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Oral Pathogen Linked to Periodontitis Boosts Heart Disease Risk
A. actinomycetemcomitans, an oral pathogen that causes periodontitis, raises cardiovascular (CVD) risk by increasing blood serum levels of human heat-shock protein 60 (HSP60), researchers said here at the 76th Congress of the European Atherosclerosis Society (EAS).

HELSINKI, FINLAND -- June 12, 2007 -- A. actinomycetemcomitans, an oral pathogen that causes periodontitis, raises cardiovascular (CVD) risk by increasing blood serum levels of human heat-shock protein 60 (HSP60), researchers said here at the 76th Congress of the European Atherosclerosis Society (EAS).


Serum antibodies to human heat-shock protein 60 (HSP60) have been shown to be elevated in CVD, and A. actinomycetemcomitans may also contribute to elevated serum antibodies to human HSP60, according to lead investigator Susanna Paju, DDS, PhD, Research Associate in Oral Biology, Institute of Dentistry, University of Helsinki, Helsinki, Finland. "High serum antibodies to periodontal pathogens predict a risk for coronary heart disease and stroke, and our present study shows that they can also relate to elevated immune response against the host," Dr. Paju said.


In order to study the relationship between serum antibody levels to human HSP60 and to A. actinomycetemcomitans in acute coronary syndrome (ACS) patients, Dr. Paju and colleagues monitored A. actinomycetemcomitans levels in the saliva of 141 patients with ACS, using polymerase chain reaction (PCR). The investigators also determined serum antibody levels to A. actinomycetemcomitans and to human HSP60. Measurements were taken at baseline, after one week, 3 months, and one year.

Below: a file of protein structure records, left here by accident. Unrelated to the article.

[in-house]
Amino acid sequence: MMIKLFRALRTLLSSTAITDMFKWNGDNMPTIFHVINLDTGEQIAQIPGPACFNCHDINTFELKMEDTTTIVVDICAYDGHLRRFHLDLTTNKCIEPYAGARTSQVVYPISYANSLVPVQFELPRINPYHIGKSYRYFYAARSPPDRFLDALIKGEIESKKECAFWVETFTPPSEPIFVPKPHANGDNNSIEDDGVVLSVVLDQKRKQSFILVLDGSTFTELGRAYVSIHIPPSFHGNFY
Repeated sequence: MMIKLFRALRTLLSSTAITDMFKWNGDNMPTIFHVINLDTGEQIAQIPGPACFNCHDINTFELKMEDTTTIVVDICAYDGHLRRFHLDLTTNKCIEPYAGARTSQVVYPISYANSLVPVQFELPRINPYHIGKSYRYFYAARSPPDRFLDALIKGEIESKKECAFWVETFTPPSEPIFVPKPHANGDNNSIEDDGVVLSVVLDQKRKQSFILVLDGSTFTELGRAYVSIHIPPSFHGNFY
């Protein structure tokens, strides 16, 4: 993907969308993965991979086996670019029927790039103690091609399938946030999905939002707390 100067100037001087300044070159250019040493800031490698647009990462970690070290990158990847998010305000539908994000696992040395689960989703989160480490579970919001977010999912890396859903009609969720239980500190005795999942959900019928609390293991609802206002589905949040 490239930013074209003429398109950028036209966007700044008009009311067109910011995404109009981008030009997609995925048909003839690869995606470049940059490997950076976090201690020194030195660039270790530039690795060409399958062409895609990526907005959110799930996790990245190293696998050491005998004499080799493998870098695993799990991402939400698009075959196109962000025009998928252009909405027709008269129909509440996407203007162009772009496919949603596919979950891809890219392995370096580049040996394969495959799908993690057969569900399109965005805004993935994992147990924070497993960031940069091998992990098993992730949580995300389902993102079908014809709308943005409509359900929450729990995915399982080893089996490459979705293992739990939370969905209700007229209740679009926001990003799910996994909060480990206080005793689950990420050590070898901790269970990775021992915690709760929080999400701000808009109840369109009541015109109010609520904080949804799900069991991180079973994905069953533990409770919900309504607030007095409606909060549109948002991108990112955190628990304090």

The researchers found that serum HSP60 antibody levels did not differ significantly between A. actinomycetemcomitans PCR-negative and PCR-positive patients; however, serum antibody levels to A. actinomycetemcomitans and human HSP60 had a positive correlation with each other. Furthermore, mean serum antibody levels to human HSP60 were significantly higher at baseline, after one week, three months, and at one year in A. actinomycetemcomitans seropositive patients than in seronegative patients.


Based on these results, the researchers concluded that systemic exposure to A. actinomycetemcomitans, but not its presence in saliva, is related to elevated serum antibody levels to human HSP60 in patients with ACS.


"Although cross-reactivity between bacteria and host has been observed before, the novelty of our research is that we show in human subjects with acute coronary syndrome that periodontitis and cardiovascular diseases may be connected via cross-reactivity of immune response against pathogens and host" Dr. Paju noted. "If periodontal pathogens are able to raise both specific and nonspecific immune response in serum, it would explain the mechanism why people with gum infections are at higher risk for cardiovascular diseases," she added. "Therefore, periodontal examination and treatment needs should be taken into account when assessing cardiovascular risk," Dr. Paju concluded.


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Oral Pathogen Linked to Periodontitis Boosts Heart Disease Risk
A. actinomycetemcomitans, an oral pathogen that causes periodontitis, raises cardiovascular (CVD) risk by increasing blood serum levels of human heat-shock protein 60 (HSP60), researchers said here at the 76th Congress of the European Atherosclerosis Society (EAS).

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Tooth Extraction and Tooth Brushing Both Produce Bacteraemia of Endocarditis-Related Pathogens.
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